A Chromebook… for $199

I picked up an Acer C720 Chromebook a few days ago to see what all the rage was about. After all, I spend most of my time in the browser already, where I create, read, update, and delete things. Do I really need all the excess of a full-fledged operating system? Can I get by with a $199 laptop that is cheap enough and light enough that I can take it traveling everywhere? I won’t go into details on the hardware – there are plenty of reviews already – but I did want to lay down some thoughts on the experience. I used Code Jam as a litmus test for Chromebooks as a simple development machine, and this is how it turned out:

  • This thing is fast. When I hear “Celeron”, I think machines made by Compaq or eMachines sitting next to CRTs that are dog-slow and will probably break in 3 months. This Celeron, however, is Haswell microarchitecture, and with minimal requirements of Chrome OS, makes the machine feel fast. It also helps that Chromebooks come with flash storage. This means excellent boot times (far faster than any Mac/Windows machine), and general snappiness.
  • This thing is light. It only has an 11″ screen, but compared to my unibody Macbook Pro 15″, it’s a much better travel companion. And the battery really does last all day (it’s rated for 8.5 hours, and that’s pretty much what I get).
  • The screen sucks. The TN panel has terrible viewing angles. The HP Chromebook 11 is the only budget Chromebook with an IPS display right now, but its processor is roughly half as fast.
  • Some things are really hard that are trivial on the conventional OS’s:
    • Try remapping the caps lock key to control on an external keyboard. In Chrome OS, you can easily do that with the internal keyboard, but not for external keyboards. It took me about two hours of reading through bug reports to find a hack.
    • Unzipping files – Chrome OS has built-in functionality that mounts zip files as ejectable drives – but it doesn’t work with all zip formats. For example, Code Jam solutions. The workaround for this was downloading and unzipping on my server and using a remote text editor to read the file.
    • Transferring files to/from remote servers – you can’t use TeamViewer (there’s no app), you can’t use SFTP (there’s an app but it costs money). In Code Jam, my workaround for the input/output files was copy and paste. Less than ideal.
  • Some issues are unique to the architecture of Chrome OS:
    • Flaky internet makes Chrome OS suck – you’re in some purgatory between good internet and no internet at all, which means that many apps are spinning around trying to connect rather than going into their (reduced functionality) offline modes.
    • The NaCl SSH client is sometimes insufficient. For example, Koding requires an SSH proxy server, and Chrome OS can’t do that. The workaround is to use Koding’s web terminal interface.
  • And some issues are just because Chrome OS is younger and not as polished:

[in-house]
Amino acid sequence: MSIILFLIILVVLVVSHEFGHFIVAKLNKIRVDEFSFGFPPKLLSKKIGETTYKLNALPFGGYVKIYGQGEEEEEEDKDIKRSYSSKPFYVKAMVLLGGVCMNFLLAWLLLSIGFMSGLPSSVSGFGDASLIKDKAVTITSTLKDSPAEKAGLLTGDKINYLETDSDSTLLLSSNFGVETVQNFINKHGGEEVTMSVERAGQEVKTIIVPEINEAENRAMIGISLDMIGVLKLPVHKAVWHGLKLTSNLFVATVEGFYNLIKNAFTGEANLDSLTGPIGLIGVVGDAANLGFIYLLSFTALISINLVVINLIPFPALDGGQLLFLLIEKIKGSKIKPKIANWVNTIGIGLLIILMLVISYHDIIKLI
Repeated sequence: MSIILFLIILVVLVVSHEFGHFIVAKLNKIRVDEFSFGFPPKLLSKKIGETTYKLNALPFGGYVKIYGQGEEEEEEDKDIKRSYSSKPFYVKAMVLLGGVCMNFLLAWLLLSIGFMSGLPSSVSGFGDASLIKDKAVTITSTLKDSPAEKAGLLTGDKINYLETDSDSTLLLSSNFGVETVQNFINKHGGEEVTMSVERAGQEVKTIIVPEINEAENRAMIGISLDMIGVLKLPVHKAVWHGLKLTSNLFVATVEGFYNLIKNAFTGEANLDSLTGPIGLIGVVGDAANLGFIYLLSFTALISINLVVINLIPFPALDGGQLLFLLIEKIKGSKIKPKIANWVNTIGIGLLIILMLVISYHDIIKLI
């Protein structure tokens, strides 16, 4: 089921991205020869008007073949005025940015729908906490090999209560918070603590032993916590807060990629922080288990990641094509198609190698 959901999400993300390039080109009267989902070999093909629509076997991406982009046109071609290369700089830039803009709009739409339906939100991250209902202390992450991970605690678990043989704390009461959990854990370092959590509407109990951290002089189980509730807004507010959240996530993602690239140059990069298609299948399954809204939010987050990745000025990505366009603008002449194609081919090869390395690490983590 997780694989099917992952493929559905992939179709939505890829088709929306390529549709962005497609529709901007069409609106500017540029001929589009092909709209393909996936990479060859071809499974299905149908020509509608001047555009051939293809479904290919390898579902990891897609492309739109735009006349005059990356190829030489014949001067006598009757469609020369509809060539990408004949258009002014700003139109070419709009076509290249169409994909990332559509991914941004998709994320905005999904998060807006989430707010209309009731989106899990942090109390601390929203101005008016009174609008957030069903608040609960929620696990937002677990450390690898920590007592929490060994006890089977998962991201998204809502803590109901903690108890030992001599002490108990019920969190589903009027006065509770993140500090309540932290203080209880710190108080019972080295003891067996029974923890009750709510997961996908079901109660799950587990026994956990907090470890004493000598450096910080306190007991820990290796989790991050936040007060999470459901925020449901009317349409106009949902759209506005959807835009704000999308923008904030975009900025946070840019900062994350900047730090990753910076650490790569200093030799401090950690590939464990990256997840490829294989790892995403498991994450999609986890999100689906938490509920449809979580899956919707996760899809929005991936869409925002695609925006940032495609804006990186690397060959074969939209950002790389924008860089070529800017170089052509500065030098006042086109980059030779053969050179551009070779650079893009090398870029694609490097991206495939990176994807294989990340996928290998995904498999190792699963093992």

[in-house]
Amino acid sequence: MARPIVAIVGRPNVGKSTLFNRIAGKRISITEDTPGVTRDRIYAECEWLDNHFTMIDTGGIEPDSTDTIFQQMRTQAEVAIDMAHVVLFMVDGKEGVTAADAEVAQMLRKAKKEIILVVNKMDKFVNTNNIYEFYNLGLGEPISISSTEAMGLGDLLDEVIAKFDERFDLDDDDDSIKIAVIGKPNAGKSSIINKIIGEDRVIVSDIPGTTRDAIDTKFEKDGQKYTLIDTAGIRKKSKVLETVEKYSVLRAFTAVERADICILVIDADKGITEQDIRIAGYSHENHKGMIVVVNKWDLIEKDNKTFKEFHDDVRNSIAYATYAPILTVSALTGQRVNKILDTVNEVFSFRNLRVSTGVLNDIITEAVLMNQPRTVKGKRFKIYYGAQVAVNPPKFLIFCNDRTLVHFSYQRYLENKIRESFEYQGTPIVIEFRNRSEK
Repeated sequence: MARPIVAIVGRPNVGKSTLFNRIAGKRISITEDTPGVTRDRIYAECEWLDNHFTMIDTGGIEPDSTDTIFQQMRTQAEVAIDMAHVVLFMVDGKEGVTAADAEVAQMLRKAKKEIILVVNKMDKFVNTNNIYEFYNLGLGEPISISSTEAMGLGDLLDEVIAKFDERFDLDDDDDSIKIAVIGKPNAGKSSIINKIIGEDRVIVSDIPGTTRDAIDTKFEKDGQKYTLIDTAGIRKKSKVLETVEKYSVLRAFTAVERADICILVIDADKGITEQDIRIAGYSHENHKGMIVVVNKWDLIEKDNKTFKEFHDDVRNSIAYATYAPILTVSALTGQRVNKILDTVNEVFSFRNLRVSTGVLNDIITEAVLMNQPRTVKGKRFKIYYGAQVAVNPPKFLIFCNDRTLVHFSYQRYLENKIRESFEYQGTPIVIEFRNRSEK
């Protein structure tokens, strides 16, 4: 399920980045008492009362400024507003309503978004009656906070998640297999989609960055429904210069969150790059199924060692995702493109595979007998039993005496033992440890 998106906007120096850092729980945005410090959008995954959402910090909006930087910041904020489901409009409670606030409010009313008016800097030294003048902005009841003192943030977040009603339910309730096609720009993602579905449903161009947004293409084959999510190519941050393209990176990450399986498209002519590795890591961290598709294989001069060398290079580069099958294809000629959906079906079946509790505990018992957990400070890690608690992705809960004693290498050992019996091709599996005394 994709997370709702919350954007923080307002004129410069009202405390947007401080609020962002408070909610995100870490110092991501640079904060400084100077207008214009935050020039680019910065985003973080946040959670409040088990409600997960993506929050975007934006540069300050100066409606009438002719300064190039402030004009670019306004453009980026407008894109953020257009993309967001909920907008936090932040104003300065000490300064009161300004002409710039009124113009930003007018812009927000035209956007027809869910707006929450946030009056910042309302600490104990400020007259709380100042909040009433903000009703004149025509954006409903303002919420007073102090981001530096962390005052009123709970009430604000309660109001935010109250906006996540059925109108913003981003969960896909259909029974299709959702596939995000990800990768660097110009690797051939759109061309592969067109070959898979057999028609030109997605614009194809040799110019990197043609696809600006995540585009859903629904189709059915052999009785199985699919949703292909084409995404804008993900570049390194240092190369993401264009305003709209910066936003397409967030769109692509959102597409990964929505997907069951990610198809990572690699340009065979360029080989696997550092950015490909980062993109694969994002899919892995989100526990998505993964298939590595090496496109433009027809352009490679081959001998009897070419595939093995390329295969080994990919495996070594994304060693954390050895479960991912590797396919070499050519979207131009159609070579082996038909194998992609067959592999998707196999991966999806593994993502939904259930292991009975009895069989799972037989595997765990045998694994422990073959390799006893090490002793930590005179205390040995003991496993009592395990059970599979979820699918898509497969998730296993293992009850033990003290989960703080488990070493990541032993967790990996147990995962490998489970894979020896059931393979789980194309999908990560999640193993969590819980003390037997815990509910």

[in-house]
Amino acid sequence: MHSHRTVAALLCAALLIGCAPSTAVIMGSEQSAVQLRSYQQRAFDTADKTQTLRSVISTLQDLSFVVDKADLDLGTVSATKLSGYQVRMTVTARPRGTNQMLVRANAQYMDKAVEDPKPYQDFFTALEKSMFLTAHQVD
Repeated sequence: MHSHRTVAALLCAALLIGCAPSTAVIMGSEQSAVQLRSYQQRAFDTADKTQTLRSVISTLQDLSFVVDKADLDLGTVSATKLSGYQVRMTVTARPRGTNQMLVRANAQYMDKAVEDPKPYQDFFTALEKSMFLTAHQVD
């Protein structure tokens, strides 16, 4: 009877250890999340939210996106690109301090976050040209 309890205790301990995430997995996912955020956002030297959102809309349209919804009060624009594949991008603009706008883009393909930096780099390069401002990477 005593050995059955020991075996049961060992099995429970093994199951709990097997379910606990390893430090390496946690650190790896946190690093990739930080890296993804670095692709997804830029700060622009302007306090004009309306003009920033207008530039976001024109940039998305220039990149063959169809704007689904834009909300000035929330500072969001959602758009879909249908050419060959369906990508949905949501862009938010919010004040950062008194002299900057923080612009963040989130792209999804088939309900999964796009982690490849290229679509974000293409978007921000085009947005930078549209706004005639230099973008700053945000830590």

• I had frequent bluetooth disconnects for my headset and mouse. For my headset, the only solution was often to reboot (resetting the bluetooth power didn’t help).
    • While you can set “natural scrolling” for the trackpad, you can’t for an external mouse.
    • Scrolling with a bluetooth mouse was often quite jumpy scrolling pages at a time, even at the lowest sensitivity settings.
  • But it does work. My Code Jam “stack” consisted of a Koding VM and a Zed text editor client on Chrome set up to work with remote files on the VM. Pretty simple, and it worked pretty well (aside from the occasional Zed save hiccups that didn’t push the last character I typed).

Ultimately, this Chromebook is not something that I’d want as a development replacement machine. Chrome OS is just a wee bit too limiting. I sorely miss some of the niceties I have on Mac OS X – TotalTerminal, Alfred, Transmit, and Adium to name a few. Maybe in a few months we’ll see Haswell+ Chromebooks with an IPS display, and I’ll have a nice travel companion (assuming where I travel to has good internet).

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Compiling rippled on Ubuntu

There are instructions for compiling rippled on Ubuntu, but they’re not entirely clear. Sometimes you just want a script to do everything for you. Here’s something I cobbled together for Ubuntu 12.04 (you may want to modify the tag for whatever the current release of rippled is):

#!/bin/bash
set -e
sudo apt-get update; sudo apt-get -y upgrade
sudo apt-get install -y git scons ctags pkg-config protobuf-compiler libprotobuf-dev libssl-dev python-software-properties
sudo apt-add-repository -y ppa:boost-latest/ppa
sudo apt-get update
sudo apt-get install -y libboost1.55-all-dev
git clone https://github.com/ripple/rippled.git
cd rippled
git checkout tags/0.23.0
sudo add-apt-repository -y ppa:ubuntu-toolchain-r/test
sudo apt-get update
sudo apt-get install -y gcc-4.8 g++-4.8
sudo update-alternatives --install /usr/bin/gcc gcc /usr/bin/gcc-4.6 60 --slave /usr/bin/g++ g++ /usr/bin/g++-4.6
sudo update-alternatives --install /usr/bin/gcc gcc /usr/bin/gcc-4.8 40 --slave /usr/bin/g++ g++ /usr/bin/g++-4.8
sudo update-alternatives --set gcc /usr/bin/gcc-4.8
scons

Alternatively, you can just pull down the binary I compiled and install the associated dependencies:

#!/bin/bash
set -e
sudo apt-get update; sudo apt-get -y upgrade
sudo apt-get install -y protobuf-compiler libprotobuf7 python-software-properties
sudo apt-add-repository -y ppa:boost-latest/ppa
sudo apt-get update
sudo apt-get install -y libboost1.55-all
sudo add-apt-repository -y ppa:ubuntu-toolchain-r/test